The Compass of Blessing
Although I rarely watch TV nowadays, I do enjoy watching survival shows. By this I don’t mean “reality TV” like Survivor, but the more entertaining solo survival demonstrations such as Bear Grylls’s Man vs. Wild. (Yes, I know it’s actually done with close support.) The common trend in all episodes of Grylls’s and similar shows is that one has to keep moving in a direction that will eventually result in one’s survival. Usually, Grylls would look for the lowest point in a valley, or a river, which will eventually lead out to sea or to a village (as civilization tends to grow around rivers). It’s also interesting to note that he invariably gets his bearings first; he establishes a general direction he should go, so that he knows where he is most likely going to get to safety.
As I was reading John 21 this morning, this came to mind as I was reading the rather familiar passage that tells the story of Jesus reappearing to his disciples after His resurrection.
One morning, the disciples (no longer cowering behind a locked door after Jesus appeared to them) decided to take their boat out to the water and go fishing. The trip was a failure; nothing went to them all night. Early the next morning, a mysterious man called out to them, asking them if they had caught anything. When they responded by saying “Nothing at all!”, the man tells them to cast the boat over the other side. The net is miraculously full this time, and we are even given the exact number of fish caught.
This echoes an earlier instance in Jesus’ ministry when he first met Peter and Andrew (Luke 5 gives the full story, though all the gospel accounts mention Jesus meeting Peter and Andrew while they are fishing); a failed catch, an encounter with Jesus, and a miraculous catch that immediately tells the two fishermen that the man they just met is far more than he seems to be.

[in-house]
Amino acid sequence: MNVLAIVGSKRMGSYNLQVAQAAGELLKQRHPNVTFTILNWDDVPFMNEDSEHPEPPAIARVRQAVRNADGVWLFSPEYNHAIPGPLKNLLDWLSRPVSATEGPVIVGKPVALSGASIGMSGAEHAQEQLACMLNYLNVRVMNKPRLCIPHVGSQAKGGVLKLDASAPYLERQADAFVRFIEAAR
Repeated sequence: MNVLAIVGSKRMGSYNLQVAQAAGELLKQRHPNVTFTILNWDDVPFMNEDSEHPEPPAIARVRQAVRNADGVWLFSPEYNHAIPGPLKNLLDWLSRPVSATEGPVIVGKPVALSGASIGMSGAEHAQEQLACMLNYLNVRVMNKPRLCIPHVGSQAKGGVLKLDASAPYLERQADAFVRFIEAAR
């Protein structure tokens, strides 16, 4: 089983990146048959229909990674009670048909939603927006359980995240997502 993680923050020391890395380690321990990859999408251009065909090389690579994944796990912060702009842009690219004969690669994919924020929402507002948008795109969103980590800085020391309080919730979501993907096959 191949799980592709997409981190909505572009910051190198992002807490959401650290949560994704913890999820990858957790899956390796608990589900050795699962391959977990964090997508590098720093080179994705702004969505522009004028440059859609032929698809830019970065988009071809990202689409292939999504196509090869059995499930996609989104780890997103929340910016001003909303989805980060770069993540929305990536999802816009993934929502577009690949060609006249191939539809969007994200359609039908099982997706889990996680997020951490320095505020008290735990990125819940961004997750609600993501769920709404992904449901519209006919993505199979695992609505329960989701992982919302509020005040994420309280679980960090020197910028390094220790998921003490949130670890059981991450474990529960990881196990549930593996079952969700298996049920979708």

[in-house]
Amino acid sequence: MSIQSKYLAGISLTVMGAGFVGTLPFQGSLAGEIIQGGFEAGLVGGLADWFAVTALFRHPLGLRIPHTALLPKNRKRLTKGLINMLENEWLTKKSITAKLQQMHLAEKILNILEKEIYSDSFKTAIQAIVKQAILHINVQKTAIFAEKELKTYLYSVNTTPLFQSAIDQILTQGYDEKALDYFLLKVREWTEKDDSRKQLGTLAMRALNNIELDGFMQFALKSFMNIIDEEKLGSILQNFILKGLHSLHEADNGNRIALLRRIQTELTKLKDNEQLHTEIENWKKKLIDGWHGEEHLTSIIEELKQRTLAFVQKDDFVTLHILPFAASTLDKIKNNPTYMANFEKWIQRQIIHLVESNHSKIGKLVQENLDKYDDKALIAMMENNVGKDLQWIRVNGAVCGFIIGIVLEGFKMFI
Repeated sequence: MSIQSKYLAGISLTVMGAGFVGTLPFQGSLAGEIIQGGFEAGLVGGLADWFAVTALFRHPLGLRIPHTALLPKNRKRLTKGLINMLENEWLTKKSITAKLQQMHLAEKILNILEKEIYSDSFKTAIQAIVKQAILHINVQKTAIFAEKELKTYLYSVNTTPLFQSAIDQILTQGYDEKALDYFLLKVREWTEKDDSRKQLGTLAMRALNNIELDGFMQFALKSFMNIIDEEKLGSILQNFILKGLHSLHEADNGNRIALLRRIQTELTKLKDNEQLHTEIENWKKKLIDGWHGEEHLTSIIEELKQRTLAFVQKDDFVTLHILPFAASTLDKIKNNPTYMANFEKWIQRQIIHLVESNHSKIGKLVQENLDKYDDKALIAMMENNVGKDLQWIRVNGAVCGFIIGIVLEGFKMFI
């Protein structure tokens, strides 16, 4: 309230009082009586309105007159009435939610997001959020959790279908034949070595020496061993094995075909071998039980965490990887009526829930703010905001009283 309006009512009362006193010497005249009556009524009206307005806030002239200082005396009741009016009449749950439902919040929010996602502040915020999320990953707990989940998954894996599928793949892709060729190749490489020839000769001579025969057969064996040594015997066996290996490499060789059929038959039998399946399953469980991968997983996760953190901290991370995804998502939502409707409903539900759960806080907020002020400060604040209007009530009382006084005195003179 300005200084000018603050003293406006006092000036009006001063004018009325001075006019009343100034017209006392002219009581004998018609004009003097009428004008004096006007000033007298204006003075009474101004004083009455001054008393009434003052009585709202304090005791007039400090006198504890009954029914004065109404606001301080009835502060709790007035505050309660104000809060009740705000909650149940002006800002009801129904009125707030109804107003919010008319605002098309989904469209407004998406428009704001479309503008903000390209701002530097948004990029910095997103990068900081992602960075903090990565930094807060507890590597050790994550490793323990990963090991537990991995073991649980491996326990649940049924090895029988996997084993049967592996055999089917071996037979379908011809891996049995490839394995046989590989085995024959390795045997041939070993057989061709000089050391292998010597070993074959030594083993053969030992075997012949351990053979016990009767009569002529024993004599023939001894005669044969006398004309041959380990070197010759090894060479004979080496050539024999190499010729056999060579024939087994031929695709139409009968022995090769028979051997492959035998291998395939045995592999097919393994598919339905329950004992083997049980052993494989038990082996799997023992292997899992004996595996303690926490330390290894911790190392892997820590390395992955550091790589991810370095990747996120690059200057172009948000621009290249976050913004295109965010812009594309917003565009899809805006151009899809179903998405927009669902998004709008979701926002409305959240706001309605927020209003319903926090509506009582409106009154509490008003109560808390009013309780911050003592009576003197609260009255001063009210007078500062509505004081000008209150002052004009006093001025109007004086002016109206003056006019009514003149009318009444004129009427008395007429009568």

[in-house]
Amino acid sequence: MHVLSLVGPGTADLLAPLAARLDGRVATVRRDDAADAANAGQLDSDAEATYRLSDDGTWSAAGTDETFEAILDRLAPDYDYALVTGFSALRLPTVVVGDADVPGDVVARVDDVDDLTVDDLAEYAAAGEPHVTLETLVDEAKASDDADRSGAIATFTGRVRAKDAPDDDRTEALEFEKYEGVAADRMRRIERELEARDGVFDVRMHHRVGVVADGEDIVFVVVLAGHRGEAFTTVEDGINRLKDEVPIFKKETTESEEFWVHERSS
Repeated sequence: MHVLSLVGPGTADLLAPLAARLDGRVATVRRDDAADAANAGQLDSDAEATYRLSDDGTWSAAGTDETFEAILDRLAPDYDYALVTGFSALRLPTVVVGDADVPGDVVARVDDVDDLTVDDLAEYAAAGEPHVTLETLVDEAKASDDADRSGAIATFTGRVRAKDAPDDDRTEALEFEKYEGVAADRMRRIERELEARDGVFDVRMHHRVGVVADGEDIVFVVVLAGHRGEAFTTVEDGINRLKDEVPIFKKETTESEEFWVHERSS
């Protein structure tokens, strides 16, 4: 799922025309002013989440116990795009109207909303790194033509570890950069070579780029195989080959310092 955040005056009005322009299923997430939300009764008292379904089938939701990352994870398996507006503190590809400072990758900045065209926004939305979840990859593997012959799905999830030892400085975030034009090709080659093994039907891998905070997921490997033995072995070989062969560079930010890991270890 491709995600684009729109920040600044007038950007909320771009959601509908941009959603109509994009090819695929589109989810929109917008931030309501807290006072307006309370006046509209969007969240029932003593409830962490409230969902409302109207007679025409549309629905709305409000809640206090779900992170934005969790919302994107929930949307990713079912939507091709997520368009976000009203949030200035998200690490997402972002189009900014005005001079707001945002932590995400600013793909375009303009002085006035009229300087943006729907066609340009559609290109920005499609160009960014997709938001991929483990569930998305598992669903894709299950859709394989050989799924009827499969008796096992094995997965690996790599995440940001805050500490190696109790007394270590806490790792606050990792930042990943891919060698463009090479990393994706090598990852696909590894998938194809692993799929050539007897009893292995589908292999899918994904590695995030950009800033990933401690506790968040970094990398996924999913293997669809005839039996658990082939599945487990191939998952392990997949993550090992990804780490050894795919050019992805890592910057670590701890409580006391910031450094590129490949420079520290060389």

Perhaps because of this memory, John’s own character (whom he never names), immediately realizes that the stranger standing on the beach is actually Jesus and points this out to Peter. Immediately, Peter jumps out of the boat and swims to shore.
A few learnings:
1. The blessings we receive in life, great or small, lead us to Christ. Yes, they are good for us, but because God wants not only what is good but what is best for us, these blessings are meant to point us in the direction that is best for us: His direction. The real blessing is not what we get, but the One who actually gives it.
2. It is entirely possible to miss this direction. Peter, perhaps still full of guilt over his denial of Christ, or focusing on the failed catch (as is likely for us in times of failure), doesn’t realize this at first. Thus, as brethren in Christ, it is our role to point out to each other how blessings are to lead us in God’s direction. John takes up this role and helps his friend realize the giver of the blessing.
3. As soon as we realize the direction in which we’re supposed to go, we take off. Peter didn’t just look in Christ’s direction. He didn’t wait for the boat to get to shore. He jumped out of the boat. In all fairness, Peter was not caught up in the blessing or in his own inadequacy (how he tried to shoo Jesus away in Luke 5: “Go away from me, Lord, I am a sinful man!”). He instead focused on his Lord’s goodness and mercy. Without any whining or moping, he went straight to Jesus. O, that we might all pursue Christ with this kind of intensity!
Blessing is like a compass. The compass itself will not save you, but it will point you in the direction that will. It’s possible to miss out on that direction, so we have to look out for each other; survival chances are always better in a group. When we all know the direction in which to go, we don’t mess around. We take off in that direction.